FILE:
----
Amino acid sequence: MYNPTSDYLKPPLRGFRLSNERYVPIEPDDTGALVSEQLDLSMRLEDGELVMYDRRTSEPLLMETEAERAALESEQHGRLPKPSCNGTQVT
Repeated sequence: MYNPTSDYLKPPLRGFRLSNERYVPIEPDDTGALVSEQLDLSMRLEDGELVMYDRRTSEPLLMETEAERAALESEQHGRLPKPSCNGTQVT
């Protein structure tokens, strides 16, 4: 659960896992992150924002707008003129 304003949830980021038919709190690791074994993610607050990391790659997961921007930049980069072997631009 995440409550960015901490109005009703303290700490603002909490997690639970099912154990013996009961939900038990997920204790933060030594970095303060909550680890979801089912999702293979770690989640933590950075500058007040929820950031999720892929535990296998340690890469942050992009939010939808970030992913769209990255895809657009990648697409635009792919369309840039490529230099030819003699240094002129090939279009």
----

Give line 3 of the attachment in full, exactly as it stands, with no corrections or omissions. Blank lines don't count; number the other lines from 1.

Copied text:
């Protein structure tokens, strides 16, 4: 659960896992992150924002707008003129 304003949830980021038919709190690791074994993610607050990391790659997961921007930049980069072997631009 995440409550960015901490109005009703303290700490603002909490997690639970099912154990013996009961939900038990997920204790933060030594970095303060909550680890979801089912999702293979770690989640933590950075500058007040929820950031999720892929535990296998340690890469942050992009939010939808970030992913769209990255895809657009990648697409635009792919369309840039490529230099030819003699240094002129090939279009």